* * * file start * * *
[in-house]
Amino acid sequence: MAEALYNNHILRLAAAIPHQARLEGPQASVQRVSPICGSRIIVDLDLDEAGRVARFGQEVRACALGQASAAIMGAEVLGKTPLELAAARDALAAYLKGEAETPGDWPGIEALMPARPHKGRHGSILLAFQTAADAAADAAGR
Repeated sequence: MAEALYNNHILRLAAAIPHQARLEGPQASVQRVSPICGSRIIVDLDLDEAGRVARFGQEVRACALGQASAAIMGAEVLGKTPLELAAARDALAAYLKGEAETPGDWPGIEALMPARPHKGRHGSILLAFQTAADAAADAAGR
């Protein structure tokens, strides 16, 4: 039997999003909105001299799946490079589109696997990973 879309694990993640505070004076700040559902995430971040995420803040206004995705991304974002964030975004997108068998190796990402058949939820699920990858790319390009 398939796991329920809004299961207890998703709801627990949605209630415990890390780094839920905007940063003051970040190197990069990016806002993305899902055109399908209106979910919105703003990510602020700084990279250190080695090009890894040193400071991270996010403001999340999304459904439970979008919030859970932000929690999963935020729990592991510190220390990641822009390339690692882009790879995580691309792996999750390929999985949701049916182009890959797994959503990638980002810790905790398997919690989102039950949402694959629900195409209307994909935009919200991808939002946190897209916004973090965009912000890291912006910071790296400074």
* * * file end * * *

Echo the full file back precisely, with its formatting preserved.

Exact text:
[in-house]
Amino acid sequence: MAEALYNNHILRLAAAIPHQARLEGPQASVQRVSPICGSRIIVDLDLDEAGRVARFGQEVRACALGQASAAIMGAEVLGKTPLELAAARDALAAYLKGEAETPGDWPGIEALMPARPHKGRHGSILLAFQTAADAAADAAGR
Repeated sequence: MAEALYNNHILRLAAAIPHQARLEGPQASVQRVSPICGSRIIVDLDLDEAGRVARFGQEVRACALGQASAAIMGAEVLGKTPLELAAARDALAAYLKGEAETPGDWPGIEALMPARPHKGRHGSILLAFQTAADAAADAAGR
């Protein structure tokens, strides 16, 4: 039997999003909105001299799946490079589109696997990973 879309694990993640505070004076700040559902995430971040995420803040206004995705991304974002964030975004997108068998190796990402058949939820699920990858790319390009 398939796991329920809004299961207890998703709801627990949605209630415990890390780094839920905007940063003051970040190197990069990016806002993305899902055109399908209106979910919105703003990510602020700084990279250190080695090009890894040193400071991270996010403001999340999304459904439970979008919030859970932000929690999963935020729990592991510190220390990641822009390339690692882009790879995580691309792996999750390929999985949701049916182009890959797994959503990638980002810790905790398997919690989102039950949402694959629900195409209307994909935009919200991808939002946190897209916004973090965009912000890291912006910071790296400074």